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Educational Interpreters Incorporating Visual Phonics into Their ASL Interpretations: Perspectives and Practical Application

ID: 3026
Status: Completed
Start date: February 2016
End Date: February 2017

Description

Educational interpreters working in K-12 classrooms are tasked with the challenge of visually representing phonological aspects of the English language. While conveying such information via American Sign Language interpretations can be difficult, scholars have conducted research on how some professionals working with deaf and hard of hearing students are using one system called Visual Phonics to relay information about phonological features of English. Based on the promising results of this research on the system’s effectiveness, some public school systems are now requiring that educational interpreters incorporate Visual Phonics into their sign interpretations. However, no research currently exists that addresses educational interpreters’ use of the system within their sign products. Through the use of a survey and analysis of video recordings of educational interpreters incorporating Visual Phonics into their sign interpretations, this study aims to address the absence of research in this area by reporting the perspectives of educational interpreters implementing Visual Phonics into their work and describing ways in which they are utilizing the approach.

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The Effectiveness of Consecutive and Simultaneous Interpretation with DeafBlind (TASL) Users

ID: 3332
Status: Completed
Start date: December 2016
End Date: December 2017

Description

This research is an examination of the effectiveness of simultaneous and consecutive interpretation with Tactile American Sign Language (TASL) users in the DeafBlind Community. The DeafBlind community has gained recognition over a period of time, with strong cultural values and unique linguistic evolution within the community. The interpreting field is still considered a rather recent and modern discipline with little research in relation to the services provided for DeafBlind consumers. Over numerous years the field has heavily studied the importance of Visual American Sign Language (VASL), and has not yet comprehensively studied the emergence of TASL and how it has impacted the field of interpretation. My data collection will consist of a variety of linguistic features that the interpreters produce as they work from spoken English to ASL/VASL and then into the initial target language, TASL. This linguistic analysis is hoped to support the findings of consecutive interpretation as a more beneficial and successful mode of services. It is further hoped that this study can be used to educate and expand our knowledge about how the field of interpreting can improve the quality of services provided for DeafBlind (TASL) consumers. This research will support the growth and development of the field.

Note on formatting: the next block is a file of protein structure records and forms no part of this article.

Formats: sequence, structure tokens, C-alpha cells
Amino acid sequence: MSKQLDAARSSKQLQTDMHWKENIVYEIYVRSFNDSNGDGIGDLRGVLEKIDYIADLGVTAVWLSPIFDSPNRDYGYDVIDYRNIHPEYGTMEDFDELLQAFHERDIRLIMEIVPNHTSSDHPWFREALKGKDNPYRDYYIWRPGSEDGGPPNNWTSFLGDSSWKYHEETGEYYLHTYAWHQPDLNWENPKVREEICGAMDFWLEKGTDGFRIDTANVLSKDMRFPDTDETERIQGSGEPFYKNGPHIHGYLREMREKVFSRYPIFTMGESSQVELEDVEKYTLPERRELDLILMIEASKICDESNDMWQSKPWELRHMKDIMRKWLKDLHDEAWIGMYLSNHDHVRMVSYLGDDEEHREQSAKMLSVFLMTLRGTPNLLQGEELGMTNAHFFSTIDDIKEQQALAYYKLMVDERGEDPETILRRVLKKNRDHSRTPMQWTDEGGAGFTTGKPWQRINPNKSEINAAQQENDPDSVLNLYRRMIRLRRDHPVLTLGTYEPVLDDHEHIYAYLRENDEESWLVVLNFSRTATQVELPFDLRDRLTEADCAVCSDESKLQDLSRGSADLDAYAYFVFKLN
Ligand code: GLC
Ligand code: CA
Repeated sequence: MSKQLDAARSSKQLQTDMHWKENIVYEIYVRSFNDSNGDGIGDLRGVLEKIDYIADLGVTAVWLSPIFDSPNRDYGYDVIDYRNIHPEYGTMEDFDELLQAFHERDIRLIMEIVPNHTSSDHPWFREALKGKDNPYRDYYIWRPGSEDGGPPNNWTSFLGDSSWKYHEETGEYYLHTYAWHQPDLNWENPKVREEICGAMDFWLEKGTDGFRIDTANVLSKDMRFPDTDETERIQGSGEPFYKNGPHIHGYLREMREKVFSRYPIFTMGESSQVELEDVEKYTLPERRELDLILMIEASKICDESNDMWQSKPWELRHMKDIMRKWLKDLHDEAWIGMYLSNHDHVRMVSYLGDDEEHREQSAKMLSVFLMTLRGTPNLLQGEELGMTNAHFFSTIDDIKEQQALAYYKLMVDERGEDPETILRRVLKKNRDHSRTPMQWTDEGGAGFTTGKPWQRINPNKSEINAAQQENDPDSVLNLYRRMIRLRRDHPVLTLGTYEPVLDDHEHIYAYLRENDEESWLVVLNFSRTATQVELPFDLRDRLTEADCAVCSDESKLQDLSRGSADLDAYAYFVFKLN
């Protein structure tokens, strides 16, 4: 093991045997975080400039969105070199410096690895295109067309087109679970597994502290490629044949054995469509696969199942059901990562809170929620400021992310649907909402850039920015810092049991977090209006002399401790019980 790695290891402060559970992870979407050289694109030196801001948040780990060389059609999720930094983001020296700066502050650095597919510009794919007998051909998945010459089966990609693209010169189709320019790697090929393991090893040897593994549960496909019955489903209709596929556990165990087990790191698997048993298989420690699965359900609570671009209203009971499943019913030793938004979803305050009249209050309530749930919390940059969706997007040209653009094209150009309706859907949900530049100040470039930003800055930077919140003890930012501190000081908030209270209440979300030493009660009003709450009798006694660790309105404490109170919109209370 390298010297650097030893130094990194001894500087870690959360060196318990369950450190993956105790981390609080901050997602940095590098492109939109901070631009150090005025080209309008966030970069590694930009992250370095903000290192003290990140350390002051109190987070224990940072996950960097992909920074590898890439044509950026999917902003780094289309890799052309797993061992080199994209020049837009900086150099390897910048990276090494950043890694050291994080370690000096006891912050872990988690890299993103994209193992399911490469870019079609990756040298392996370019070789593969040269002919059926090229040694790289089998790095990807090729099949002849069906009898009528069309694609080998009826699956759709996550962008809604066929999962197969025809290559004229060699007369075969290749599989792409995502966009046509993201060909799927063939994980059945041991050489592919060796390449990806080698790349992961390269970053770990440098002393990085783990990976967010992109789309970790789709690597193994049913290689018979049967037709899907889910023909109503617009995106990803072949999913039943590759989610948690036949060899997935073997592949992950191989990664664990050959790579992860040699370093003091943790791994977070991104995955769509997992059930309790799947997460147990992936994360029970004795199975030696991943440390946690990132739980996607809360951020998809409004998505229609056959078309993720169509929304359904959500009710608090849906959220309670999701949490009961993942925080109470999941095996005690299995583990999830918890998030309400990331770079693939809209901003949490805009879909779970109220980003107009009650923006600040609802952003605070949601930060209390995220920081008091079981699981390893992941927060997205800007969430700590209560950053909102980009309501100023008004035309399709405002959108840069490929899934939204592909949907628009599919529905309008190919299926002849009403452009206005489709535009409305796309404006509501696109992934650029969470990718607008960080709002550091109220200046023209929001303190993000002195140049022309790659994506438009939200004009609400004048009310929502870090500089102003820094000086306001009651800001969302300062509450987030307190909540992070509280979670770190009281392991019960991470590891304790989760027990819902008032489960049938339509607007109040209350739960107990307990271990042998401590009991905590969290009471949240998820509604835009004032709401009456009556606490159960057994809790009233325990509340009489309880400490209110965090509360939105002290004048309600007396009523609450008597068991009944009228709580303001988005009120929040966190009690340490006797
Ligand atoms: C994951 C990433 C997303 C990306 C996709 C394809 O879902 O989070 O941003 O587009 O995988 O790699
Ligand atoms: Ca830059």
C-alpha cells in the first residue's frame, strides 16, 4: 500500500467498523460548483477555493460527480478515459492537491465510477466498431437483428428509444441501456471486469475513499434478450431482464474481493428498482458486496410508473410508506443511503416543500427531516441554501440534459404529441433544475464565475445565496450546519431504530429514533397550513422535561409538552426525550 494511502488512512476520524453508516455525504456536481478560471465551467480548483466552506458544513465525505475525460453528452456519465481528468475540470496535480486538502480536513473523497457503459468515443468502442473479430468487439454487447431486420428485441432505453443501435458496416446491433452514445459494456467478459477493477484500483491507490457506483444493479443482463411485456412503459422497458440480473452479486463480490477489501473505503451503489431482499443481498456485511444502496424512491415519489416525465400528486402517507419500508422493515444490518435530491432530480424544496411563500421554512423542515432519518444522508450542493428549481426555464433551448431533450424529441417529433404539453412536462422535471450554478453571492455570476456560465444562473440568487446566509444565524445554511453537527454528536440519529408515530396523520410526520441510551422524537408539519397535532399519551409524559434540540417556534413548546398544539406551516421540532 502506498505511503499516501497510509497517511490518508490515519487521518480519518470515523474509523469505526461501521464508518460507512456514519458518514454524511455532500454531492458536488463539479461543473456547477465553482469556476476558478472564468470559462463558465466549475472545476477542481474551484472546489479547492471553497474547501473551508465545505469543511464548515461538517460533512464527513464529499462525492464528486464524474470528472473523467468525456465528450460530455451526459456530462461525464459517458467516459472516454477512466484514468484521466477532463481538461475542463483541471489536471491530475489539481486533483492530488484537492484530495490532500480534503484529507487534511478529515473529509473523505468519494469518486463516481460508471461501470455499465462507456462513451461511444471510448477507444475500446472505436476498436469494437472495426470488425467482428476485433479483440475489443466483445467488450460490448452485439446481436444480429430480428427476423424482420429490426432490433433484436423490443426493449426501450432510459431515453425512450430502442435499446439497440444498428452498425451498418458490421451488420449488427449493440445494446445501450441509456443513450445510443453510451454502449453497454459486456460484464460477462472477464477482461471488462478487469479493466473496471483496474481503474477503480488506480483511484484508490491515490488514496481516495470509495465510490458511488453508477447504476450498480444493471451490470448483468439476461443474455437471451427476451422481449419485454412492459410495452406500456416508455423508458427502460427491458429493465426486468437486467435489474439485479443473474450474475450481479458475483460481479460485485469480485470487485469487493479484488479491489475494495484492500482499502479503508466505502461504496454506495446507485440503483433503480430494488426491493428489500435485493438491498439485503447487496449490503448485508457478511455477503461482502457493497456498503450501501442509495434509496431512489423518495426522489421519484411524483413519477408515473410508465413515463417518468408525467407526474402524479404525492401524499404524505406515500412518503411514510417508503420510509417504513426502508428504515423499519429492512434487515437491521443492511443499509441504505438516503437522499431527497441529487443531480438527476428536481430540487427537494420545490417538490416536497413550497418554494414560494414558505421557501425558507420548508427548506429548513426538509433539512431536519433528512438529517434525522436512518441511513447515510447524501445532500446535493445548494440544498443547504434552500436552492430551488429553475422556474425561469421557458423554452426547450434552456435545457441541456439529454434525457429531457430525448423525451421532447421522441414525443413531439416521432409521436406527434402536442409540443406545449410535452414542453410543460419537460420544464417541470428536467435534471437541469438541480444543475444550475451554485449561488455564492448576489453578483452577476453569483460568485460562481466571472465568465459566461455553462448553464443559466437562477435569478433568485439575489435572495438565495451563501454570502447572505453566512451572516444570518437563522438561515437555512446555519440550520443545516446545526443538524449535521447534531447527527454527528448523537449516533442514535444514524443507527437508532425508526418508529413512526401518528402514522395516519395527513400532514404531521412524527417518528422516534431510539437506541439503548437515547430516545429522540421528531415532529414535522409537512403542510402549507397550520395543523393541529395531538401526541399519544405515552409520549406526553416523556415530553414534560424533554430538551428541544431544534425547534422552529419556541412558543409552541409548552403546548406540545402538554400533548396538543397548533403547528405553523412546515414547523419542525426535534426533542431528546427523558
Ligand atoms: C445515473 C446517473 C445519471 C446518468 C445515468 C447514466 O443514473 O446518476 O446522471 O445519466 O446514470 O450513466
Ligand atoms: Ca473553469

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Interpreters' Reflections on Interpreting a Presidential Address

ID: 3370
Status: Ongoing
Start date: March 2017

Description

Professional interpreters perform what is arguably one of the most challenging linguistic tasks possible – comprehending messages in one language, while simultaneously rendering their meaning into another language (Chang & Schallert, 2007; Christoffels & de Groot, 2005; Gerver, 1976; Padilla, Bajo, Cañas & Padilla, 1995). Little is known. Studies of interpretation have historically focused on the external product of the work, that is, comparisons of the target text with that of the source. In recent years, however, the study of interpretation has undergone a considerable shift of interest away from prescriptive measurements towards more descriptive positions. One of the consequences of this shift of interest has been the increase in empirical research into the cognitive processes engaged during interpretation. This was driven by the belief that what goes on in the interpreter's head while s/he is translating is at least as crucial to the understanding of translation as a comparative analysis of the final product. In this study we draw on videorecorded data from a study in which we used the Talk Aloud Protocol with six interpreters who interpreted the 2009 inaugural address of President Barack Obama.